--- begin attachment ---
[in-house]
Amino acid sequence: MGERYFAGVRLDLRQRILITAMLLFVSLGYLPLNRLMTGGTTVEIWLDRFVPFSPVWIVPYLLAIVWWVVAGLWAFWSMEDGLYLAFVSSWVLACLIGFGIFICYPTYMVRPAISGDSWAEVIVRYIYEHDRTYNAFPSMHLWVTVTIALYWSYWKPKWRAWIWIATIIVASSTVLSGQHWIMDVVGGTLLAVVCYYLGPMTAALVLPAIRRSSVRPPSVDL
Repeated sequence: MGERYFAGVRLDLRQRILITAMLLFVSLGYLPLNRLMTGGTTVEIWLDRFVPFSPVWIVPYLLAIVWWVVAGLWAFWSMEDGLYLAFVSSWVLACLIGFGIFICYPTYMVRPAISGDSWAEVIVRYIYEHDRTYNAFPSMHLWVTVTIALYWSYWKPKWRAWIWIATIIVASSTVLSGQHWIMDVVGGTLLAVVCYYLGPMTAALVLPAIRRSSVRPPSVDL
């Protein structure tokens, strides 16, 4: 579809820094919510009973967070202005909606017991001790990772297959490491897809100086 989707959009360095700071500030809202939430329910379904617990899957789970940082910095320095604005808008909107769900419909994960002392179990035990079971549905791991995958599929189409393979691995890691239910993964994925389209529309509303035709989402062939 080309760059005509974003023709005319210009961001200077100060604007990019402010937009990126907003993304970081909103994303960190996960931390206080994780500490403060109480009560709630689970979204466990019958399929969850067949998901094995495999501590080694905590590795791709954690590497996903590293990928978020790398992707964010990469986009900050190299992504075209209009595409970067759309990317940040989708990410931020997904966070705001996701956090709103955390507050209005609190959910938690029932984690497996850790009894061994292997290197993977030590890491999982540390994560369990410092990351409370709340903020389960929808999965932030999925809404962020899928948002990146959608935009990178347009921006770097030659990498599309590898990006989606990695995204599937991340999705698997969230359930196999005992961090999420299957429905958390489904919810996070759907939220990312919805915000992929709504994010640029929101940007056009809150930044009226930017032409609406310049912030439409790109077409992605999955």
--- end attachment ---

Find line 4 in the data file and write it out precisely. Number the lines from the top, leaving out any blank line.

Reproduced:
């Protein structure tokens, strides 16, 4: 579809820094919510009973967070202005909606017991001790990772297959490491897809100086 989707959009360095700071500030809202939430329910379904617990899957789970940082910095320095604005808008909107769900419909994960002392179990035990079971549905791991995958599929189409393979691995890691239910993964994925389209529309509303035709989402062939 080309760059005509974003023709005319210009961001200077100060604007990019402010937009990126907003993304970081909103994303960190996960931390206080994780500490403060109480009560709630689970979204466990019958399929969850067949998901094995495999501590080694905590590795791709954690590497996903590293990928978020790398992707964010990469986009900050190299992504075209209009595409970067759309990317940040989708990410931020997904966070705001996701956090709103955390507050209005609190959910938690029932984690497996850790009894061994292997290197993977030590890491999982540390994560369990410092990351409370709340903020389960929808999965932030999925809404962020899928948002990146959608935009990178347009921006770097030659990498599309590898990006989606990695995204599937991340999705698997969230359930196999005992961090999420299957429905958390489904919810996070759907939220990312919805915000992929709504994010640029929101940007056009809150930044009226930017032409609406310049912030439409790109077409992605999955």